Karin de Laval was a translator who worked out of Russian, English, German, French and Italian. She was also responsible for introducing Russian and Italian literature into Sweden.
Karin Sofia Elisabeth Ljung was born in Vimmerby in 1894. Having gained her degree in Russian language at Uppsala university she then, during the revolutionary period of 1917–1918, travelled to St Petersburg as a member of the Red Cross. In 1919, in Norrköping, she married a civil engineer named Hjalmar de Laval, who was the CEO of the Rome-based branch of Bolinger AB during the 1930s and who subsequently worked for an Italian company which sold boat engines. During the 1930s the de Lavals settled in Rome where they intermittently lived in an apartment on Corso Vittorio Emanuele until their divorce in 1950. Karin de Laval’s time in Rome had a decisive influence on her future career as a literature introducer, translator, and literary agent. She became friendly with a lot of Italian authors, particularly through her attendance at the writer Maria Bellonci’s literary salons.
It was towards the end of the 1920s that Karin de Laval began, sporadically, to translate. The works she dealt with were shorter pieces in Russian, Italian, and French by writers such as Leo Tolstoy, Grazia Deledda, and André Maurois and printed in daily and weekly publications. Her first book translation was released in 1938. This was a work by the Austrian writer Arthur Schnitzler, entitled Lieutenant Gustl. During the period of the Second World War Karin de Laval became known in Sweden for introducing Italian literature to a Swedish readership and she helped to raise awareness of new authors who became established within the expanding literary market of the 1950s and 1960s. Thanks to her friendship with many of the most influential Italian authors of the day she gained the rights to their books which she then sold to Swedish, Norwegian and Danish publishers. In this way Karin de Laval also served as a literary agent for many Italian authors, both in Sweden and wider Scandinavia. In 1943 a significant episode occurred during the German occupation of Rome. Karin de Laval recounted in a letter to the Italian writer Alba de Céspedes that she had sent her husband out into the city to find her friends Corrado Alvaro and his wife, but they had already successfully fled the city. Hjalmar de Laval did come across another pair of writers however, namely Alberto Moravia and Elsa Morante, as they were driving around. He offered them protection at his apartment. Karin de Laval was already working as Moravia’s Swedish translator and carried on doing so until her death in 1973. In 1945 the Aftonbladet newspaper described her as a “well-known and skilful translator”. Similarly, Anders Österling, permanent secretary to the Swedish Academy, referred to her in the Stockholms-Tidningen newspaper in 1950 as “the female translator who has so energentically sought to improve our knowledge of modern Italian literature”.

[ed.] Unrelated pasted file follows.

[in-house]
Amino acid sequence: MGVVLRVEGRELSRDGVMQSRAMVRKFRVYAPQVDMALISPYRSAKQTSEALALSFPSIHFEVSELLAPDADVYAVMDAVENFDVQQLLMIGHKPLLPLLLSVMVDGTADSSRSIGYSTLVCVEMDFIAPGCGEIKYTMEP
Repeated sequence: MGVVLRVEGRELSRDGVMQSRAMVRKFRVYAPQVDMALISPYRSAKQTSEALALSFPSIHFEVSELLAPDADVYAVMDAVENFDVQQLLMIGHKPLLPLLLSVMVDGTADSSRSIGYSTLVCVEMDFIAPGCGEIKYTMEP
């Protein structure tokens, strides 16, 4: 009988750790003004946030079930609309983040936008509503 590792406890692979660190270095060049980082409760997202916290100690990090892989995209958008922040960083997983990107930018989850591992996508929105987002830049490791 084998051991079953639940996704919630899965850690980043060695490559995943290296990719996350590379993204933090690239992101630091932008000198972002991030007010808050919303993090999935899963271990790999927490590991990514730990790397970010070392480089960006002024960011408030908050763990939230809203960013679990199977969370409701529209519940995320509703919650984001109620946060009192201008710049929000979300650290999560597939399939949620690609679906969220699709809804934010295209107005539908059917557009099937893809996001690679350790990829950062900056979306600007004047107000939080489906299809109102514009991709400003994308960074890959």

In 1946 Karin de Laval began to serve as a representative of the Italian Agenzia Letteraria Internazionale agency, but this collaboration quickly foundered and in 1954 she was dumped in favour of her rival Karin Alin. The growing competition for commissions and translation jobs led to Karin de Laval increasingly focusing on translating short stories for publication in the daily press and in journals. Her name thus became known to an even broader circle of readers of the cultural pages. She tirelessly sought to disseminate Italian literature in Sweden, whilst her similar efforts to disseminate knowledge of Swedish literature in Italy should also be noted, as evidenced by her 1961 edited collection entitled Carosello di narratori svedesi. This collection of short stories, which she edited, introduced authors such as Stig Dagerman, Willy Kyrklund, Sara Lidman, Stina Aronson, and Eyvind Johnson to the Italian reading public.
Karin de Laval has primarily become known for her translation work out of Italian. She translated work by writers including Luigi Pirandello, Corrado Alvaro, Alba de Céspedes, Dacia Maraini and Alberto Moravia. The latter was the main reason that Karin de Laval quickly became known for translating shortly after the end of the Second World War. Moravia had already been introduced to the Swedish public in the early 1940s and rapidly became the most-read Italian author in Sweden, which naturally meant that his fame rubbed off onto his translator. Swedish reviews make it apparent that Karin de Laval’s translations – at least those of Moravia’s work – were much-liked but informal sources testify to the fact that working with her was not always a simple affair.
Despite Karin de Laval’s great importance to Italian literature she admits in Axel Liffner’s 1954 personal interview with her in Aftonbladet newspaper that it was the Russian language which lay closest to her heart. When her first translation from Russian, Ivan Maisky’s novel Before the Storm, was published in Sweden in 1945, she had already completed a series of translations from English, German, and Italian. Her Russian translation work included the work of the Nobel prize recipient Michail Scholokov’s Virgin Soil Upturned in 1961 and Alexei Tolstoy’s trilogy The Road to Calvary. Karin de Laval was awarded the Soviet order of honour in 1967 in recognition of her contributions. She also translated out of French, albeit to a lesser degree. Her interpretation of Émile Zola’s L’Assommoir from 1946 was reprinted as recently as in 2000 by Natur & Kultur publishers.
Karin de Laval’s life came to a very tragic end. On 11 December 1973 a fire broke out in her apartment on Karlavägen in Stockholm. Karin de Laval died before the fire service could get to her. She is buried at the Woodland cemetery in Stockholm.